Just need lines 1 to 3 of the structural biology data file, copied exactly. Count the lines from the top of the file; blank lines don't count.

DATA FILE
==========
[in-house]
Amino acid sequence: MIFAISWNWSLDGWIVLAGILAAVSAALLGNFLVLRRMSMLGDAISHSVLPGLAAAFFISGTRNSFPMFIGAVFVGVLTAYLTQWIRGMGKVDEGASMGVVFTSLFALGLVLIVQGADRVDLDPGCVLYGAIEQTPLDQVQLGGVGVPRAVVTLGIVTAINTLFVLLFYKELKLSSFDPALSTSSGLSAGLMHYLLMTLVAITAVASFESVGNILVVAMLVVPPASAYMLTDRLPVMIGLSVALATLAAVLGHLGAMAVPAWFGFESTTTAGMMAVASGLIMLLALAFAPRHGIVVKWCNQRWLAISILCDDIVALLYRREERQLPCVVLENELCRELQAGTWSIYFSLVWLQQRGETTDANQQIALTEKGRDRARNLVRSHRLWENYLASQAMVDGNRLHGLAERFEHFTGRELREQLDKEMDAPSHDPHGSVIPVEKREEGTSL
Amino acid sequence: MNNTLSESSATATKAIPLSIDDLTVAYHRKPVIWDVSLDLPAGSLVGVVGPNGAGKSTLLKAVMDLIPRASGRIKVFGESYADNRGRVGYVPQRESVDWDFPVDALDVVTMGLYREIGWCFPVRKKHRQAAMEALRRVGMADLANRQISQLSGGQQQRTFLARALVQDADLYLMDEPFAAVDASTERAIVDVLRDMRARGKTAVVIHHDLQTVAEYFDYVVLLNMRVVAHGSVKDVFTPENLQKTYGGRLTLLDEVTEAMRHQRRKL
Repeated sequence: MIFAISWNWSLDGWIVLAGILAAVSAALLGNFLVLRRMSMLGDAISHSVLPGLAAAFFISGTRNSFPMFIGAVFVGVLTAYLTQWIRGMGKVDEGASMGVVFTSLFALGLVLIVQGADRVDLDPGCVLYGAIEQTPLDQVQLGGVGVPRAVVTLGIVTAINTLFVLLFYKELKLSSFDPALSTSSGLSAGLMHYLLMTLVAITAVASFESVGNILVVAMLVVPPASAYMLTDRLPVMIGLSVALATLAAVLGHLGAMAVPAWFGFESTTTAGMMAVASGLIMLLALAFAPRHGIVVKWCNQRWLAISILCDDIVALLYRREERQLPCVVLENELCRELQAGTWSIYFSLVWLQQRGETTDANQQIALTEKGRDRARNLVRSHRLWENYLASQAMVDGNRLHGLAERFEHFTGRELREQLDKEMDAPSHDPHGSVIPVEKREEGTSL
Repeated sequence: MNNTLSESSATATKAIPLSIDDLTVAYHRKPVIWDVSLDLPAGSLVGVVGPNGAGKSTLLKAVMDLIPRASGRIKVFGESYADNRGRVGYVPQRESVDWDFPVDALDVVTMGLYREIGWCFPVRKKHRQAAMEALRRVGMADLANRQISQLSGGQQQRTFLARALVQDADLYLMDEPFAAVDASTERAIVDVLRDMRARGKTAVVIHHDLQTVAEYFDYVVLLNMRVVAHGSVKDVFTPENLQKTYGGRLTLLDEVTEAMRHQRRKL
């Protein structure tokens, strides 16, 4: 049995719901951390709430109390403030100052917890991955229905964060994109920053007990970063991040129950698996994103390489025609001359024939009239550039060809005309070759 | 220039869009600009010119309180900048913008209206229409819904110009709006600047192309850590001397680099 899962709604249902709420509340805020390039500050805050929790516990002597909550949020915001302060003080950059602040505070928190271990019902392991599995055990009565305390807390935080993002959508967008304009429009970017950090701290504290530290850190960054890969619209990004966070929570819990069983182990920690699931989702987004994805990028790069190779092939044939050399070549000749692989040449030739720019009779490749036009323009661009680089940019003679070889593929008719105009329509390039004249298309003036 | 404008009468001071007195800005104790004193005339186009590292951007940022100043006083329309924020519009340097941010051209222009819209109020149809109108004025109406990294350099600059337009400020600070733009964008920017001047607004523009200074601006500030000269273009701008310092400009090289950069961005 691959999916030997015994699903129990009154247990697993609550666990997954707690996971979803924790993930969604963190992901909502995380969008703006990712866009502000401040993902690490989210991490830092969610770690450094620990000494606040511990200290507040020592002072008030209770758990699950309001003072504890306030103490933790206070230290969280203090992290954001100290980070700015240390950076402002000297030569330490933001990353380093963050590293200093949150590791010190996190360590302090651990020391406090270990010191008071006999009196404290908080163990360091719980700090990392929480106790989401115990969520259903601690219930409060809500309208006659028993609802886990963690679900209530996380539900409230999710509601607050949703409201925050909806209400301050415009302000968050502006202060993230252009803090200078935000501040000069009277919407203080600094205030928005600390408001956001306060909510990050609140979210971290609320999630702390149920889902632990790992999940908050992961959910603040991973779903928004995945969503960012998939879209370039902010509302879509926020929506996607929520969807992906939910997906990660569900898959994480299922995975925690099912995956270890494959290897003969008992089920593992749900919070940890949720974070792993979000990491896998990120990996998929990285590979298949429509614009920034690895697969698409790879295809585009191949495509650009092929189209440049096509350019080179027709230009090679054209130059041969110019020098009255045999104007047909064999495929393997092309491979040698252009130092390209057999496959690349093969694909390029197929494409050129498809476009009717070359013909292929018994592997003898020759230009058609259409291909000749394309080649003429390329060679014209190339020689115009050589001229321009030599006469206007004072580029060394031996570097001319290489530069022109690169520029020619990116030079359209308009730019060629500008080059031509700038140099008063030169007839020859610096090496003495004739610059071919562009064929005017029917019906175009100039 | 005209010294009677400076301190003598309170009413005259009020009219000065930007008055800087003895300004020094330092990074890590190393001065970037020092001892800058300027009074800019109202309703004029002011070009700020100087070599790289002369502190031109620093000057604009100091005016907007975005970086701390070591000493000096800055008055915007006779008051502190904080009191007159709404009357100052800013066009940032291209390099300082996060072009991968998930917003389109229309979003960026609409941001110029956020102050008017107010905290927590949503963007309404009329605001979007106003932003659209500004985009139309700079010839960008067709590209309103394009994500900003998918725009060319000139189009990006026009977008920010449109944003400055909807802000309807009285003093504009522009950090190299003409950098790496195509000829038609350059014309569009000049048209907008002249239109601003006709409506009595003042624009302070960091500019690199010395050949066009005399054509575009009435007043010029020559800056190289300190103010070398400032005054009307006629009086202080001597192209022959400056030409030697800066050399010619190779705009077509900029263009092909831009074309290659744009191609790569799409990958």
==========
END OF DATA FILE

[in-house]
Amino acid sequence: MIFAISWNWSLDGWIVLAGILAAVSAALLGNFLVLRRMSMLGDAISHSVLPGLAAAFFISGTRNSFPMFIGAVFVGVLTAYLTQWIRGMGKVDEGASMGVVFTSLFALGLVLIVQGADRVDLDPGCVLYGAIEQTPLDQVQLGGVGVPRAVVTLGIVTAINTLFVLLFYKELKLSSFDPALSTSSGLSAGLMHYLLMTLVAITAVASFESVGNILVVAMLVVPPASAYMLTDRLPVMIGLSVALATLAAVLGHLGAMAVPAWFGFESTTTAGMMAVASGLIMLLALAFAPRHGIVVKWCNQRWLAISILCDDIVALLYRREERQLPCVVLENELCRELQAGTWSIYFSLVWLQQRGETTDANQQIALTEKGRDRARNLVRSHRLWENYLASQAMVDGNRLHGLAERFEHFTGRELREQLDKEMDAPSHDPHGSVIPVEKREEGTSL
Amino acid sequence: MNNTLSESSATATKAIPLSIDDLTVAYHRKPVIWDVSLDLPAGSLVGVVGPNGAGKSTLLKAVMDLIPRASGRIKVFGESYADNRGRVGYVPQRESVDWDFPVDALDVVTMGLYREIGWCFPVRKKHRQAAMEALRRVGMADLANRQISQLSGGQQQRTFLARALVQDADLYLMDEPFAAVDASTERAIVDVLRDMRARGKTAVVIHHDLQTVAEYFDYVVLLNMRVVAHGSVKDVFTPENLQKTYGGRLTLLDEVTEAMRHQRRKL